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Question 2: How does assigning a significant amount of writing serve the purpose of this course?

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Question 3: What types of instruction will students receive on the writing aspect of the assignments?

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Question 4: How will the students' grades depend on their writing performance? What percentage of the overall grade will be dependent on the quality and level of the students' writing compared with the course content?

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Question 5: If graduate students or peer tutors will be assisting in this course, what role will they play in regard to teaching writing?

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Question 6: How will the assistants be trained and supervised?

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Question 7: Write up a sample assignment handout here for a paper that students will revise and resubmit after receiving feedback on the initial draft.

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Course Syllabus
Course Syllabus: For new courses and courses in which changes in content and/or description and/or credits are proposed, please provide a syllabus that includes the following information: course goals and description; format;structure of the course (proposed number of instructor contact hours per week, student workload effort per week, etc.); topics to be covered; scope and nature of assigned readings (text, authors, frequency, amount per week); required course assignments; nature of any student projects; and how students will be evaluated. The University "Syllabi Policy" can be found here

The University policy on credits is found under Section 4A of "Standards for Semester Conversion" found here. Course syllabus information will be retained in this system until new syllabus information is entered with the next major course modification. This course syllabus information may not correspond to the course as offered in a particular semester.

(Please limit text to about 12 pages. Text copied and pasted from other sources will not retain formatting and special characters might not copy properly.)

Syllabus Geology 5503  Advanced Petrology

Marc M. Hirschmann, rm 220A, 625-6698;
        Office hours:

Donna L. Whitney, rm 116, 626-7582;
        Office hours:

Textbook: Metamorphic Phase Equilibria, F.S. Spear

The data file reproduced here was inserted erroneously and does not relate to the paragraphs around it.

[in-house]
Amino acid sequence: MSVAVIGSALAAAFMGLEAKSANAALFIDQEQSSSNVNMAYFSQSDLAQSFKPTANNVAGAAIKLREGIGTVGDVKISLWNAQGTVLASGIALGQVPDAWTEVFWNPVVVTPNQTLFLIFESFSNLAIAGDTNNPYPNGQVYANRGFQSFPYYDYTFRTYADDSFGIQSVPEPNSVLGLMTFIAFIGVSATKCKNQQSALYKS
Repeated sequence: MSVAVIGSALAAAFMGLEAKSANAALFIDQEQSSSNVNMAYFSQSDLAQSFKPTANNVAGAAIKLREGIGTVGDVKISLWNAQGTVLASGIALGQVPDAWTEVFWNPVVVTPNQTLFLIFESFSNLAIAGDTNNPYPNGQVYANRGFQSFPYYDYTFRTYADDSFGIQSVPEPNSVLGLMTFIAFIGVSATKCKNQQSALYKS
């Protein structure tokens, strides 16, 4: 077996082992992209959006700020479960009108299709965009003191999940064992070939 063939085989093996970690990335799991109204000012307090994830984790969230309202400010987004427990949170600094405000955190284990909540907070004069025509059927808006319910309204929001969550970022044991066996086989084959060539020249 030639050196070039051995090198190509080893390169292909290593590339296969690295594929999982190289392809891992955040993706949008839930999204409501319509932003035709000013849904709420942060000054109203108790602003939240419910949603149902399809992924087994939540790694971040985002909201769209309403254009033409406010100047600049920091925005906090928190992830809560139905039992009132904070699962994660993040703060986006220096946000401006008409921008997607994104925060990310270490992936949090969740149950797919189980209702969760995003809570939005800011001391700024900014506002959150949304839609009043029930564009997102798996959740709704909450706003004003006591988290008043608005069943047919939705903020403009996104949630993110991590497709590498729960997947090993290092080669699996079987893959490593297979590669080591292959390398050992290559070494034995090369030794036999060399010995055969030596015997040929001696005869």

The course will meet for lecture two times/week for 50 minutes/class and for discussion on time/week for 50 minutes.

Class webpages:

Grade basis:

Biweekly problem sets: 50%
Mid-term exam: 25%
Final exam: 25%

This class takes a quantitative approach to modern igneous and metamorphic petrology, with a strong emphasis on the thermodynamics of minerals, fluids, and melts and with applications to phase diagrams, thermobarometry, melting, and the energetics of petrologic processes.  The course is intended for advanced undergraduate and graduate students.

Course topics

Week: topic
1: Intro to thermodynamics, important variables, zeroth law
first and second laws; auxiliary functions
(problem set #1)

2: auxiliary functions; equilibrium; chemical potential
Gibbs equations, Gibbs-Duhem, Maxwell relations

3: heat capacity, a, b, third law
chemography, phase rule; Schreinemakers', G surfaces
(problem set #2)

4: calculation of thermodynamic functions at P,T
H, S, V, G at P,T -- calculation of PT diagrams

5: thermodynamics of mixtures
equilibrium constant, activity, ideal solutions
(problem set #3)

6: nonideal mixing (symmetric, asymmetric)
more on asymmetric models

7: reciprocal solutions
(problem set #4)

8: activity models for fluids
fluids: O-H system, C-O-H + graphite equilibria, oxygen fugacity

9: intro. to thermobarometry
more thermobarometry
(problem set #5)

10: evaluation of equilibrium; intro to zoning

11: calculation of phase diagrams; intro to software
(problem set #6)

12: projection methods in phase diagrams

13: energetics of petrologic processes: melting

14: energetics of petrologic processes, mass transfer

15: review